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2.4 Study parameters

Clinicopathological information, including the demographic information, surgery-related information, pathologic results and survival outcomes, such as the age (years), gender (male, female), tumor size (cm), Borrmann type (Type I–IV), differentiation degree (well, moderate, poor, and undifferentiated), tumor location (upper, middle, and lower third of the stomach) resection patterns (distal gastrectomy, total gastrectomy, and proximal gastrectomy), and lymphadenectomy degree (D1/D1+ and D2/D2+). Special pathologists in the Department of Pathology, West China Hospital were responsible for the pathological examination of the gastric adenocarcinoma patients. The pathological examination was based on the principle of the Japanese Gastric Cancer Classification 3rd English edition and UICC/AJCC 7th TNM staging manual.[9,10] Capillary invasion and extranodal metastasis were analyzed and confirmed according to the Japanese Gastric Cancer Classification 3rd English edition.[10]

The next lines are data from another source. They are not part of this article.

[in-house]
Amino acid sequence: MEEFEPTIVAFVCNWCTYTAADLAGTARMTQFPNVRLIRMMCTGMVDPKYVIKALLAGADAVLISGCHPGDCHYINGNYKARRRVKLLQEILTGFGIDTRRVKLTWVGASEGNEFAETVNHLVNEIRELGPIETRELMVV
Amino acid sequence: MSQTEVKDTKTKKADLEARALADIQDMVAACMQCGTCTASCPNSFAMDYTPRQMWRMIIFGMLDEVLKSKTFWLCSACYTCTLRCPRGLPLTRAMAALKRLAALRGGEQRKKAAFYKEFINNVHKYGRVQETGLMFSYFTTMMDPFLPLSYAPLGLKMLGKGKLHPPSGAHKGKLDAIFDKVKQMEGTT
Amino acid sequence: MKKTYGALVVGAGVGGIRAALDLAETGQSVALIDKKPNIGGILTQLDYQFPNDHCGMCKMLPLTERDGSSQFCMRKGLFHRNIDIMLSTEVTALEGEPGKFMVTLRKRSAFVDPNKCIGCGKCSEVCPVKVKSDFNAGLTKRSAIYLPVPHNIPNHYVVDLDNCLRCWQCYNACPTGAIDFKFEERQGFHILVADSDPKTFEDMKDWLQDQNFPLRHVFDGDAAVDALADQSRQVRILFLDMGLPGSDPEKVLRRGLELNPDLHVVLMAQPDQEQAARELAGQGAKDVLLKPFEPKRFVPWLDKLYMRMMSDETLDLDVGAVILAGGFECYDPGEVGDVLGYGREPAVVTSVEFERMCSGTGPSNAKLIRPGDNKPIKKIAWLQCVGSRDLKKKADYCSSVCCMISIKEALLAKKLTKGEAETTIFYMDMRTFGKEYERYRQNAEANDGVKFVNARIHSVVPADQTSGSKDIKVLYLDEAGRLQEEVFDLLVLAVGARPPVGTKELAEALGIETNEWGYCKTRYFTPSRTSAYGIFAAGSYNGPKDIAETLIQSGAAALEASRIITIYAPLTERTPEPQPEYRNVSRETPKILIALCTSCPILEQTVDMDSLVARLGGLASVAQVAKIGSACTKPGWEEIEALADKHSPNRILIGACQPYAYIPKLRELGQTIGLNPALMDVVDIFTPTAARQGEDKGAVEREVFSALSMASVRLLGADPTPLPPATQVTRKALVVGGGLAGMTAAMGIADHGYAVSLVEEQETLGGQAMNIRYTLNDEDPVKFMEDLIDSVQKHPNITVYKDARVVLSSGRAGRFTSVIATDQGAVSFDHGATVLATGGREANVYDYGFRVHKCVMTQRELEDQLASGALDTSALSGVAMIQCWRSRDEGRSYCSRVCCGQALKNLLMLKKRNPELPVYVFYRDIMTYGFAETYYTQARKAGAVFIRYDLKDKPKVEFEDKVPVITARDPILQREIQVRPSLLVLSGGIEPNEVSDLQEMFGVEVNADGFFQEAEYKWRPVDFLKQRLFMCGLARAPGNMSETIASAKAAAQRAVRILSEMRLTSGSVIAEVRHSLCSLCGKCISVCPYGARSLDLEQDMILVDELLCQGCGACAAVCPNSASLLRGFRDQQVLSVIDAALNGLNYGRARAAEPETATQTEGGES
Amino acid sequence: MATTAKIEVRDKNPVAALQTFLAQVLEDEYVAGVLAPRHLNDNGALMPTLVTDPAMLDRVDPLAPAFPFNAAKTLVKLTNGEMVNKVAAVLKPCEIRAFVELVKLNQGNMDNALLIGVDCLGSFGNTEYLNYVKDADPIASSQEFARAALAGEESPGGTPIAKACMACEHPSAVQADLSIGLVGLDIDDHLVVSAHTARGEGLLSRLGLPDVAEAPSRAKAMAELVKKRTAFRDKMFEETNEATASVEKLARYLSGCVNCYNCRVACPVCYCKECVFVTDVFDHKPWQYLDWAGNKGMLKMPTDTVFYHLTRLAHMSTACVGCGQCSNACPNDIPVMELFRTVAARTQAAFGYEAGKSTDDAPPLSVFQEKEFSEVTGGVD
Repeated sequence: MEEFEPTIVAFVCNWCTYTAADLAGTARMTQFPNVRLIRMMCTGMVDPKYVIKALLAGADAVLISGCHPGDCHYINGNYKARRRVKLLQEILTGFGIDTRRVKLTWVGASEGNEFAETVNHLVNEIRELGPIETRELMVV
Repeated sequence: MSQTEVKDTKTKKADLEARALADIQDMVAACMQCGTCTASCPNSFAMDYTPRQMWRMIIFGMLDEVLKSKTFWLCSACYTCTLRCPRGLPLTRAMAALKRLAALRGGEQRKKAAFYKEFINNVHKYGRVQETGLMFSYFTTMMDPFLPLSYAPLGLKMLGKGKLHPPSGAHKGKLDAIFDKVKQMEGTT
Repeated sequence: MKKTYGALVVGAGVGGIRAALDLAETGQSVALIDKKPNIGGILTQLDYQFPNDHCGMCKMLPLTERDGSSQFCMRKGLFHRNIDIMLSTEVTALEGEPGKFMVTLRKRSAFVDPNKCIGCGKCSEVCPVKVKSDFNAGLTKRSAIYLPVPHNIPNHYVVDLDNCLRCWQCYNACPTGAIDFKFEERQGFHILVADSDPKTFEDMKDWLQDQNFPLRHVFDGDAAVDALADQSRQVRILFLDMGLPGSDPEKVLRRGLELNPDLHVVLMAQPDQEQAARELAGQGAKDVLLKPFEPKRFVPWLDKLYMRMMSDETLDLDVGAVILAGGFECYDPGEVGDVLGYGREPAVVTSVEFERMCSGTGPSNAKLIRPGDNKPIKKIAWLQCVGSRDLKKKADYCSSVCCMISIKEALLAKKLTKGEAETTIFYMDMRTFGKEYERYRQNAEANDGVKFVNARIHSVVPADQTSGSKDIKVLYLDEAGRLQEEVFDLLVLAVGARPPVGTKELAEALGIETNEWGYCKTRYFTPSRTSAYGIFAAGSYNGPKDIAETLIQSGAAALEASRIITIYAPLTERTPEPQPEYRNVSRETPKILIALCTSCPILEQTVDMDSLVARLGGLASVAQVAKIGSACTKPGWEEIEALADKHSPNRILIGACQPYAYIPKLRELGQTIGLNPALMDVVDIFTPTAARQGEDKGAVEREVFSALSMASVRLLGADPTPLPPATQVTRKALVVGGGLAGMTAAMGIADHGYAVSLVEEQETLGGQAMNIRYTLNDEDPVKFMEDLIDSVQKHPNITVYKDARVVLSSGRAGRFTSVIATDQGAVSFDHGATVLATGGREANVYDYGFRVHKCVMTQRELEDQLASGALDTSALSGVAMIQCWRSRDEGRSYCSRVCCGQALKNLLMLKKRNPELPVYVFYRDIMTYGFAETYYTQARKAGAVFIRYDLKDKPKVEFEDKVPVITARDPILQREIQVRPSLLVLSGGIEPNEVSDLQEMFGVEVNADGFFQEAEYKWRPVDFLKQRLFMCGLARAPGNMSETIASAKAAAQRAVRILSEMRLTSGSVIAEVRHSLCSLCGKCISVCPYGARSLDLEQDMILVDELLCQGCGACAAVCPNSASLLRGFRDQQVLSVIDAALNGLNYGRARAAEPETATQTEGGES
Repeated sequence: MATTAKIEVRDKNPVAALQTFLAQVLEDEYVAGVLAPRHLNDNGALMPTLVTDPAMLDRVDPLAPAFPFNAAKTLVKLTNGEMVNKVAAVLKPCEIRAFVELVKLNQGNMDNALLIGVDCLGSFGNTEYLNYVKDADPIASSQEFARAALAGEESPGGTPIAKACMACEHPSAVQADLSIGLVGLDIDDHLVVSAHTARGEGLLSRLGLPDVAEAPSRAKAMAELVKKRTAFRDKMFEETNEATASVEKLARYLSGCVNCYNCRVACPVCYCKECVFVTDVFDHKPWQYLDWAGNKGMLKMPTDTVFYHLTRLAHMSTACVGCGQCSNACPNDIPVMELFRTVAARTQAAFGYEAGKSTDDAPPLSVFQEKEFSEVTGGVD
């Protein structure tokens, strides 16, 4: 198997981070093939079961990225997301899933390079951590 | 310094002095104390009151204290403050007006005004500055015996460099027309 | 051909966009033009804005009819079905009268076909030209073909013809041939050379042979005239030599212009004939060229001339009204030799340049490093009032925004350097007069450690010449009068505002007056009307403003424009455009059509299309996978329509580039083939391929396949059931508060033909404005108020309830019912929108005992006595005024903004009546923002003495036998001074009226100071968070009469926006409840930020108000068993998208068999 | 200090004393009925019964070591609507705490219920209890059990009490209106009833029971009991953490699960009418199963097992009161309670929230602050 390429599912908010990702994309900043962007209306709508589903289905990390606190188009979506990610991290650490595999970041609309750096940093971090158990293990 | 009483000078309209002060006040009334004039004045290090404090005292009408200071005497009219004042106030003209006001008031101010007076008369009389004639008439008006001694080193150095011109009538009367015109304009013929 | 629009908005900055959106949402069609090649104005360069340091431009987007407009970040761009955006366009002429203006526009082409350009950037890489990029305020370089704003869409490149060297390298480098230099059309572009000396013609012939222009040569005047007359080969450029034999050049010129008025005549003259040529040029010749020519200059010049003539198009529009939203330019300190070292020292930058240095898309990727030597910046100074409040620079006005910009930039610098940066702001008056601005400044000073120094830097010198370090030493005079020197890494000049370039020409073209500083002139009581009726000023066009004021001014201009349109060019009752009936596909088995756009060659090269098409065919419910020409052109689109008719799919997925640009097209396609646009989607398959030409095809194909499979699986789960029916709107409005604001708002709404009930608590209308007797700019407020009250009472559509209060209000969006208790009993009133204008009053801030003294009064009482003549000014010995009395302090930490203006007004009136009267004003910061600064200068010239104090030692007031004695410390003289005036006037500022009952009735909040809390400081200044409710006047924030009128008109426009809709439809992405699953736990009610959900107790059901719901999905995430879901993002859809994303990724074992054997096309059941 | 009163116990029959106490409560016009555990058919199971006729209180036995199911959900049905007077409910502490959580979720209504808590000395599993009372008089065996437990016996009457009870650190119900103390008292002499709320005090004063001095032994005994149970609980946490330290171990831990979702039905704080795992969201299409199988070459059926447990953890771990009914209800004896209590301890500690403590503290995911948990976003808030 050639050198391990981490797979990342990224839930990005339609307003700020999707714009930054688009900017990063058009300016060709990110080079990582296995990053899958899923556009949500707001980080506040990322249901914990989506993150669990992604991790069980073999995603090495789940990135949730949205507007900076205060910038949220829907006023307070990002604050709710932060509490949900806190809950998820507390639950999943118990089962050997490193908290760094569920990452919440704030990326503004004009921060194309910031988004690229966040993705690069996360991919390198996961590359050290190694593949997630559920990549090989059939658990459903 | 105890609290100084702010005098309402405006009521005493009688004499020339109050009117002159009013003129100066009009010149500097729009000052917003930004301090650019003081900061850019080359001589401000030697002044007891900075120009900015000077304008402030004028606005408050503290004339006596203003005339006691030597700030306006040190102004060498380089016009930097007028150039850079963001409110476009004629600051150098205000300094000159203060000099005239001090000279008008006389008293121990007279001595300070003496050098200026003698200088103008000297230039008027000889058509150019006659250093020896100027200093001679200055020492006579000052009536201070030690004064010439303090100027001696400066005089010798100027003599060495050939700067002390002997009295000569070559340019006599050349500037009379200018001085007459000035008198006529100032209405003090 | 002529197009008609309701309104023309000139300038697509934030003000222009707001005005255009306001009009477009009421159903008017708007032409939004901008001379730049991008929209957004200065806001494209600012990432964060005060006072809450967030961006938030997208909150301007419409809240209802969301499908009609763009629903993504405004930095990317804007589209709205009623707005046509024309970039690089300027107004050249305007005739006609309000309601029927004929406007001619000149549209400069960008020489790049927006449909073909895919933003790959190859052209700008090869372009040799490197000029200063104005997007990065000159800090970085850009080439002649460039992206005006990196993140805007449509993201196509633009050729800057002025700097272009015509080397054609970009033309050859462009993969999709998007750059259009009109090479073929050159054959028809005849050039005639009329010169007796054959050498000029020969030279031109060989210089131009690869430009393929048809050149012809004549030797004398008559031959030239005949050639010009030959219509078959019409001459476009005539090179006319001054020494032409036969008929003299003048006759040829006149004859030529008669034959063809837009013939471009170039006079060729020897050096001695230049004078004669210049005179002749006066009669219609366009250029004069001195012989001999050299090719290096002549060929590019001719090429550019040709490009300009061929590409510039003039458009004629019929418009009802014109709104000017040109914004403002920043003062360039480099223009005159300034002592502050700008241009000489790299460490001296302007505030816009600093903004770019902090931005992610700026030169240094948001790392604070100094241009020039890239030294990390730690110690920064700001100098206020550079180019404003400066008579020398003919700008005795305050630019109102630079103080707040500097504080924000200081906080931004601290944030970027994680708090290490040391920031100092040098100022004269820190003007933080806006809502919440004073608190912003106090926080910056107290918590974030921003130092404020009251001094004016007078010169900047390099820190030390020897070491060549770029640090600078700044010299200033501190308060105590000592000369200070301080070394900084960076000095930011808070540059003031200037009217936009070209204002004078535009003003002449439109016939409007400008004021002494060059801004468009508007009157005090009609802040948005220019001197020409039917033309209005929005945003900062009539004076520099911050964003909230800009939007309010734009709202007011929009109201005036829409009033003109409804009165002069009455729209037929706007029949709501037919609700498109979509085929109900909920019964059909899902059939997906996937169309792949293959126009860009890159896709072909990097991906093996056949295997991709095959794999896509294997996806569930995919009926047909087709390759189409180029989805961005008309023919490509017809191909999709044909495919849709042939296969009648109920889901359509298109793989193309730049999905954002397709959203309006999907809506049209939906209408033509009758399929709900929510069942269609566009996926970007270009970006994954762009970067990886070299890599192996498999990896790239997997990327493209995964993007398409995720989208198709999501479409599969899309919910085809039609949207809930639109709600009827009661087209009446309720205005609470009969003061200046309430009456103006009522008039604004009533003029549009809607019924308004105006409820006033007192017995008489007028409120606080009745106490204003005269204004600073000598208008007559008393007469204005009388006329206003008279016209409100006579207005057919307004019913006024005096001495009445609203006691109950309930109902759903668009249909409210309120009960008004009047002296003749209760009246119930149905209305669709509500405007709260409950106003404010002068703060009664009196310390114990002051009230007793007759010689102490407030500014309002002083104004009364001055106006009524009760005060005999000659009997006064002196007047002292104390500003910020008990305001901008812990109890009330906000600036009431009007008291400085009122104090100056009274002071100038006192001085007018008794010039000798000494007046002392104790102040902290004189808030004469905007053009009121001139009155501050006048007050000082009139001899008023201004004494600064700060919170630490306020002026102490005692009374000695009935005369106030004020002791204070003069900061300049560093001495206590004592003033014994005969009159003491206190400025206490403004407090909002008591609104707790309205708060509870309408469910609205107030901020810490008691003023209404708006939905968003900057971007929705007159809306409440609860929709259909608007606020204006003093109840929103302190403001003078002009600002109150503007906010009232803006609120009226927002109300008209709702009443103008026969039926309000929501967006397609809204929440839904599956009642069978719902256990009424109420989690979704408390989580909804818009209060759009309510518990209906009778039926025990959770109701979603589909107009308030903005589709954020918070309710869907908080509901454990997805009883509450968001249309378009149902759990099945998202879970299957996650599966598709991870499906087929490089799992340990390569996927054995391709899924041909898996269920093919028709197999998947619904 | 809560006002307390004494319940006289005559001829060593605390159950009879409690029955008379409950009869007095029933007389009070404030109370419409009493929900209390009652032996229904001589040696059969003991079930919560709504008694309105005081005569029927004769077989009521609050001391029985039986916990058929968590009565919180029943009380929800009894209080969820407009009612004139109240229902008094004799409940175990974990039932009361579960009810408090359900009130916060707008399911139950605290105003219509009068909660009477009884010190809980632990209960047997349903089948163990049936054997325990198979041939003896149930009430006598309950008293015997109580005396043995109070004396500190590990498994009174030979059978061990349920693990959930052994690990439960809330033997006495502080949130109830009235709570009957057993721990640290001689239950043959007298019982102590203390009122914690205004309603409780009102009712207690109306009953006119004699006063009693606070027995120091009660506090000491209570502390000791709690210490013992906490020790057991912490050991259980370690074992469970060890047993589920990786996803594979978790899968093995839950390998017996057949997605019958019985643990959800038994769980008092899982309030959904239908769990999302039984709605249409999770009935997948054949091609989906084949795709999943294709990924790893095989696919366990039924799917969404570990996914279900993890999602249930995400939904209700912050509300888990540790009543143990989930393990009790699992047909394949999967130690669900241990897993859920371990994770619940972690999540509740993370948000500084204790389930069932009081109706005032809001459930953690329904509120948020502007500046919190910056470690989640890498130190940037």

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2.5 Follow-up information